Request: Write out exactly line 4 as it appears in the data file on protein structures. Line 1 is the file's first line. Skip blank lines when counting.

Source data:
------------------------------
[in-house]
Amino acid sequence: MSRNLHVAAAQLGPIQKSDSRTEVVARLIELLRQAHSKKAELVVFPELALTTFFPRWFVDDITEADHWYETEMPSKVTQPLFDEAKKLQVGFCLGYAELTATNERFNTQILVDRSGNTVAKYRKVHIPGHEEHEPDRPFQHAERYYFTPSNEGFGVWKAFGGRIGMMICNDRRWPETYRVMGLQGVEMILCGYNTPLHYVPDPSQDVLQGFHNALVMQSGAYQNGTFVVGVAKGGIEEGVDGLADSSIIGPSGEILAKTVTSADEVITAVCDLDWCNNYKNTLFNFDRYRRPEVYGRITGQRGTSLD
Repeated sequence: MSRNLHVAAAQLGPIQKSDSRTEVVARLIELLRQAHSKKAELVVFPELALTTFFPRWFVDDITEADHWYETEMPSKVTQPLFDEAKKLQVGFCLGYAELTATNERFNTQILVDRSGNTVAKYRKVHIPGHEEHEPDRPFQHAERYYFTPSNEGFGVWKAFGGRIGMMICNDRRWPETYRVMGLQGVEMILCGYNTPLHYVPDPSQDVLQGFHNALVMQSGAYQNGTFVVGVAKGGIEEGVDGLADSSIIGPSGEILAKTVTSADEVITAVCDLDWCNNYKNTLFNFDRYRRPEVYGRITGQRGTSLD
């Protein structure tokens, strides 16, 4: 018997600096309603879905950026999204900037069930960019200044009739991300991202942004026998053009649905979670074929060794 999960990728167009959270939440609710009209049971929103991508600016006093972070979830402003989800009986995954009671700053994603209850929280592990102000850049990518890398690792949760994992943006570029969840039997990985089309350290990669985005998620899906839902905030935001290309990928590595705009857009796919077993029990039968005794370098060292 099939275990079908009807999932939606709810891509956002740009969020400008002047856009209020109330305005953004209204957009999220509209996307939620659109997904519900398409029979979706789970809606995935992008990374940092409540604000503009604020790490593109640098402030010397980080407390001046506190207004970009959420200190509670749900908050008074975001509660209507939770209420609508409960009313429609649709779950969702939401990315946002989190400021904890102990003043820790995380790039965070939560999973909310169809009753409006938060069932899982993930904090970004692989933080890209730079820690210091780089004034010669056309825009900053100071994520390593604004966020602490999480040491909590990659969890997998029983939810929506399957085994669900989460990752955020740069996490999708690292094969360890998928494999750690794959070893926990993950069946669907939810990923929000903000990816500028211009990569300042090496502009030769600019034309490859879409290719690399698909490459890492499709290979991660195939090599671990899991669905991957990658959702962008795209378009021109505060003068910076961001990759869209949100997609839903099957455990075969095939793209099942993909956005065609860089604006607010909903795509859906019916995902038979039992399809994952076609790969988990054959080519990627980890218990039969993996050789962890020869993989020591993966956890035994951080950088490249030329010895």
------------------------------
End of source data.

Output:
């Protein structure tokens, strides 16, 4: 018997600096309603879905950026999204900037069930960019200044009739991300991202942004026998053009649905979670074929060794 999960990728167009959270939440609710009209049971929103991508600016006093972070979830402003989800009986995954009671700053994603209850929280592990102000850049990518890398690792949760994992943006570029969840039997990985089309350290990669985005998620899906839902905030935001290309990928590595705009857009796919077993029990039968005794370098060292 099939275990079908009807999932939606709810891509956002740009969020400008002047856009209020109330305005953004209204957009999220509209996307939620659109997904519900398409029979979706789970809606995935992008990374940092409540604000503009604020790490593109640098402030010397980080407390001046506190207004970009959420200190509670749900908050008074975001509660209507939770209420609508409960009313429609649709779950969702939401990315946002989190400021904890102990003043820790995380790039965070939560999973909310169809009753409006938060069932899982993930904090970004692989933080890209730079820690210091780089004034010669056309825009900053100071994520390593604004966020602490999480040491909590990659969890997998029983939810929506399957085994669900989460990752955020740069996490999708690292094969360890998928494999750690794959070893926990993950069946669907939810990923929000903000990816500028211009990569300042090496502009030769600019034309490859879409290719690399698909490459890492499709290979991660195939090599671990899991669905991957990658959702962008795209378009021109505060003068910076961001990759869209949100997609839903099957455990075969095939793209099942993909956005065609860089604006607010909903795509859906019916995902038979039992399809994952076609790969988990054959080519990627980890218990039969993996050789962890020869993989020591993966956890035994951080950088490249030329010895």